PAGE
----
APTN National News
Alberta First Nations in Treaty territories 6, 7 and 8 have come together to form a health consortium to ensure equal health care for children living on reserve.
The consortium met Tuesday at Enoch Cree Nation.
The mandate of the consortium is to improve communications between the province and federal government when it comes to First Nation children receiving medical and mental health treatment as soon as it’s needed.
“The First Nations Health Consortium will develop and demonstrate child-centered service coordination that will effectively and efficiently meet all the health and social needs of all First Nations children in Alberta,” said First Nations Health Consortium President Tyler White.
The consortium will also incorporate Jordan’s Principle. It was created after Jordan River Anderson was born in Manitoba with severe health problems. He died in 2005 when the province and federal governments couldn’t decide who would pay for his services.
Jordan’s Principle ensures a child receives care first, and who pays for the services is decided later.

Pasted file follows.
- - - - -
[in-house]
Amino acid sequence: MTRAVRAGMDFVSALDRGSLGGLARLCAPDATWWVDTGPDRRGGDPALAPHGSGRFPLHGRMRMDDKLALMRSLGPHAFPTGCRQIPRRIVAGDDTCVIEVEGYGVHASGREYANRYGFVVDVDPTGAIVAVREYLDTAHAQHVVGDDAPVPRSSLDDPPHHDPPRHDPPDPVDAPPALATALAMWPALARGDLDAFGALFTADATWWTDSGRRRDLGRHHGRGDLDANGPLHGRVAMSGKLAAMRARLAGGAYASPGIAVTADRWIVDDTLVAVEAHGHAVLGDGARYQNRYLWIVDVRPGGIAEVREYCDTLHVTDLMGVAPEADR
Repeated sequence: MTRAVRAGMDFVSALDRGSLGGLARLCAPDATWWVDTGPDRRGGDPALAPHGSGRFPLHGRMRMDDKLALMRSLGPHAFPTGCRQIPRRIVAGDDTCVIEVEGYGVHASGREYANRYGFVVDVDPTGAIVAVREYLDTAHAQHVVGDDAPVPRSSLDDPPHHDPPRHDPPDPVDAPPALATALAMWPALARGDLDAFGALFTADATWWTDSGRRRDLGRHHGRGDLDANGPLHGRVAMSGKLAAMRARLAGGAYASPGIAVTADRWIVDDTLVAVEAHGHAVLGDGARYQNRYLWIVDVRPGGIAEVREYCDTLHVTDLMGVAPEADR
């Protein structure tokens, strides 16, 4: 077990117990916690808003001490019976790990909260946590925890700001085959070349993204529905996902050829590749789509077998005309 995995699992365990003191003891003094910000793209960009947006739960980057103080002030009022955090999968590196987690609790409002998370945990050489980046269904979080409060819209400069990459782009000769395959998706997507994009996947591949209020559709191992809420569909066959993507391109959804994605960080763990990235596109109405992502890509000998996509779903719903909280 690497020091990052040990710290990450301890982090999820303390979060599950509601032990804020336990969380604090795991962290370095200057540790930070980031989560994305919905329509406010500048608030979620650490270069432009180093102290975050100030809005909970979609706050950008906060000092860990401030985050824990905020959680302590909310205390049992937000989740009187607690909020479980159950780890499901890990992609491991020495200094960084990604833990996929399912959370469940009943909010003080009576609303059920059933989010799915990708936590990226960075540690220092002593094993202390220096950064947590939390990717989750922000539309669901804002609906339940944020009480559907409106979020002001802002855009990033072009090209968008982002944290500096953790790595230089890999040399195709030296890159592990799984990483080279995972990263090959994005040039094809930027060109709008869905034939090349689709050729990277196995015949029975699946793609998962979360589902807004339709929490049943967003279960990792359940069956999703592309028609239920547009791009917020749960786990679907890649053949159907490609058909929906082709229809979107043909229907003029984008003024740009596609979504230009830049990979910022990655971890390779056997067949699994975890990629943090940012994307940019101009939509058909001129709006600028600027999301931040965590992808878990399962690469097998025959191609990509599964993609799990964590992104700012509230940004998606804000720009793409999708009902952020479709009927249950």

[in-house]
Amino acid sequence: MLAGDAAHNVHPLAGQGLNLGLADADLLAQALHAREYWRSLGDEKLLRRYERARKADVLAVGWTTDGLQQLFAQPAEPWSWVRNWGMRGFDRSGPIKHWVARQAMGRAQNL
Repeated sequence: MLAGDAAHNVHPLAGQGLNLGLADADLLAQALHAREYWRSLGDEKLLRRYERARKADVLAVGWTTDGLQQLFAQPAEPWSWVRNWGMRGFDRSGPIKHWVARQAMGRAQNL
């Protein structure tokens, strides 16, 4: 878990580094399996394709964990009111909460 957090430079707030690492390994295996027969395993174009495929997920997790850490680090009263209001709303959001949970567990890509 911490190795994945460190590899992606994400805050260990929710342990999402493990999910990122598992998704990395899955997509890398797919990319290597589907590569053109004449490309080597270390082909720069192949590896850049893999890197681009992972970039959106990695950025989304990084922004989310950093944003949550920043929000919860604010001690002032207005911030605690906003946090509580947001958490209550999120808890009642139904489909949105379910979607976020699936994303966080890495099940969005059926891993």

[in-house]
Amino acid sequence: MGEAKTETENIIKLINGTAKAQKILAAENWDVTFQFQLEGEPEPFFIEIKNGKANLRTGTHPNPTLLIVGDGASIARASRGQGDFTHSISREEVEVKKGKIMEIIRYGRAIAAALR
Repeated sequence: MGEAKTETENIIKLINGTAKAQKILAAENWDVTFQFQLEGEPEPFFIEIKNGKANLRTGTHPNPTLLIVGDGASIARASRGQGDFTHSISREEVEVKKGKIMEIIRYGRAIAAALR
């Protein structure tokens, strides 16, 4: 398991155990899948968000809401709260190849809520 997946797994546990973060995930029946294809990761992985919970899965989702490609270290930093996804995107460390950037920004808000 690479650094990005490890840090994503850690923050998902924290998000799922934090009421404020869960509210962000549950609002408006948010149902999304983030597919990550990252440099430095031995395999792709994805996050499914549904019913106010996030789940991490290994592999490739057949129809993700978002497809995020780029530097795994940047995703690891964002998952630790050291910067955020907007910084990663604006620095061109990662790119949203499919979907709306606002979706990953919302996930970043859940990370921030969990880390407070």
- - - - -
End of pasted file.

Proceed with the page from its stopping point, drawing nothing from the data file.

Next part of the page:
“This tragedy is only one example of what our people feel on a daily basis,” said Siksika Chief Joseph Weaselchild. “We are not here asking for a handout. The time for talk is done. We have our own traditional and contemporary knowledge holders. This is what we’re going to be incorporating.”
Health Canada will provide $5 million over three years to help with the project.
“We are the link between the child and the needed program, service, supplies, equipment and support,” said Weaselchild.
The Alberta government said its committed to improving health and mental services to First Nations youth.
“I am pleased that here in Alberta our government will put the needs of the child first when making decisions about the delivery of programs and services to children. But we can always do better and we must,” said Alberta Children’s Services Minister Danielle Larivee.
Former NHL player Sheldon Kennedy’s child advocacy centre based in Calgary will assist the consortium.
“I think when we communicate as a group and really share the pertinent information that is in front of us to do the best we can with the information in front of us…the child in front of us. The family in front of us will get better outcomes. That is what I know,” said Kennedy.